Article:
Ready for a true story that will chill you to your bones? It doesn’t get much chillier than Antarctica. At a low point in her personal life, Jerri Nielsen made the decision to apply for the position of doctor at a South Pole research station. The continent was entirely covered with ice, and had temperatures that sank to 100 degrees below zero. It was owned by no country, was inhabited only by scientific teams, and was impossible to land a plane on for two-thirds of the year. While Jerri’s father was doubtful about the job, her mom thought it was a great idea:
“My mother, typically, was excited. She thought I needed an adventure at this time in my life. She believed that when things were really in the dumps, you were better off not going down the same path repeatedly, trying to make small adjustments. You needed a total paradigm shift, a new hypothesis, in order to make discoveries. And, speaking as a psychologist, she felt that if my kids saw me strong and in a new life, they might have the courage to come back to me. She believed that children instinctively ally themselves with the more powerful parent. It all added up, and Mom was very clear: You’d be nuts not to go, Duff.”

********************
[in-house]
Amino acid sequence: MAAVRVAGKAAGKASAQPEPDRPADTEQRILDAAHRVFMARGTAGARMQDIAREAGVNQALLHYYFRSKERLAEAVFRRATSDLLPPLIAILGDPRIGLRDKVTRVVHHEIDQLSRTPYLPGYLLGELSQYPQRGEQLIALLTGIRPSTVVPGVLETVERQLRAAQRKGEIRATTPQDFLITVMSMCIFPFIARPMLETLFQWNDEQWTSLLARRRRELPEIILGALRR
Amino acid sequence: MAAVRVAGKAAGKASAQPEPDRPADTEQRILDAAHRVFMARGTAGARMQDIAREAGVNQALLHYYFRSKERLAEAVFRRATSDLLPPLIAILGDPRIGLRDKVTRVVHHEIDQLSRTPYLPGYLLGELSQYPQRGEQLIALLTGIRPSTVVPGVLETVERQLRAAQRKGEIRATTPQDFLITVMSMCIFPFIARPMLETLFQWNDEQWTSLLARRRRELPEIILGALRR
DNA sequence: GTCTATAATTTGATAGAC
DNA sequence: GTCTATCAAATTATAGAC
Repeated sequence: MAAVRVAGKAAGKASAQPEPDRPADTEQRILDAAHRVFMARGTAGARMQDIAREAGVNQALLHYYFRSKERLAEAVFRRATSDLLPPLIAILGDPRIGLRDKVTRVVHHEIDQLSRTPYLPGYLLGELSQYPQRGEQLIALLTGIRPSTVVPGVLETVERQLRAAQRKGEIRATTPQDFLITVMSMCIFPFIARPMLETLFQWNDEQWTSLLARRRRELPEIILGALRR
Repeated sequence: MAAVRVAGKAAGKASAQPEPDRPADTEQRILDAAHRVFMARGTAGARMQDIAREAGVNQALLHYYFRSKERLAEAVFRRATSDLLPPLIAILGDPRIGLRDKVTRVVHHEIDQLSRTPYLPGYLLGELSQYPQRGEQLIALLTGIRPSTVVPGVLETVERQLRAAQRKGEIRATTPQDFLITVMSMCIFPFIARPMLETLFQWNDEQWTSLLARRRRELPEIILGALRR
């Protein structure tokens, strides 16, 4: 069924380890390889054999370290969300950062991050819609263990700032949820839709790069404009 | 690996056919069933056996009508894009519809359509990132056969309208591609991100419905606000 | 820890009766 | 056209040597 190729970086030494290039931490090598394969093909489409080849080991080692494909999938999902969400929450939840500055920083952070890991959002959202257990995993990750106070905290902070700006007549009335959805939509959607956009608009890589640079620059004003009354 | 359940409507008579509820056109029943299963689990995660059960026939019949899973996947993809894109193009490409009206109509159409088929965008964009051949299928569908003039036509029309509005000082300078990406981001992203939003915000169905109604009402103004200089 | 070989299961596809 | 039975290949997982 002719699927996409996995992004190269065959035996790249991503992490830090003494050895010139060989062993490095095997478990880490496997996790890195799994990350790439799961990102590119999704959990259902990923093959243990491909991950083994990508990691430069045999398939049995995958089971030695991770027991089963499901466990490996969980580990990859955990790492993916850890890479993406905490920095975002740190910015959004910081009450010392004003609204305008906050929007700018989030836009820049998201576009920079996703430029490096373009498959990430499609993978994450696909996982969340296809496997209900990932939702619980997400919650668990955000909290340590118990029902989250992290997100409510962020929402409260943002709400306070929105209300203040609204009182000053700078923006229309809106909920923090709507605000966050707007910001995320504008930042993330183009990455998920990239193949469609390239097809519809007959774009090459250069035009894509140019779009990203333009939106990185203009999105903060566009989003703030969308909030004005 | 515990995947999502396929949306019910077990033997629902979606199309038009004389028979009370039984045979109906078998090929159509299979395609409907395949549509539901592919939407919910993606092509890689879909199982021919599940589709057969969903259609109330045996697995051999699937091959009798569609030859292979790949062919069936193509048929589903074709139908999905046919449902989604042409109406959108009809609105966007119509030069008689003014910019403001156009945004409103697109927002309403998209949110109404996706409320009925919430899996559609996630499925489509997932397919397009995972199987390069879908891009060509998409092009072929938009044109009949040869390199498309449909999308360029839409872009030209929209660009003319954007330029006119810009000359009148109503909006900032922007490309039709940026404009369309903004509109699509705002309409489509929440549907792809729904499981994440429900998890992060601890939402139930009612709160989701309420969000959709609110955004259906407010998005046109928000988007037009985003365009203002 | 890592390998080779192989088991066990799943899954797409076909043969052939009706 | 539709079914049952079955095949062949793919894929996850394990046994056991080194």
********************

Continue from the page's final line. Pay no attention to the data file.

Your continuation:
So Jerri went to the South Pole. It was exciting work, but also exhausting. Because the air was so thin, it took some time for her body to adjust. She was the only doctor in the compound, and she had other duties on top of her medical ones. Just about the time she felt acclimated to Antarctica, she found out she had cancer. What happens when the only doctor on the continent needs a doctor?
What I enjoyed most about this book were the descriptions of everyday life, of how they rationed water and electricity, and how they managed to keep themselves warm in the coldest place on earth.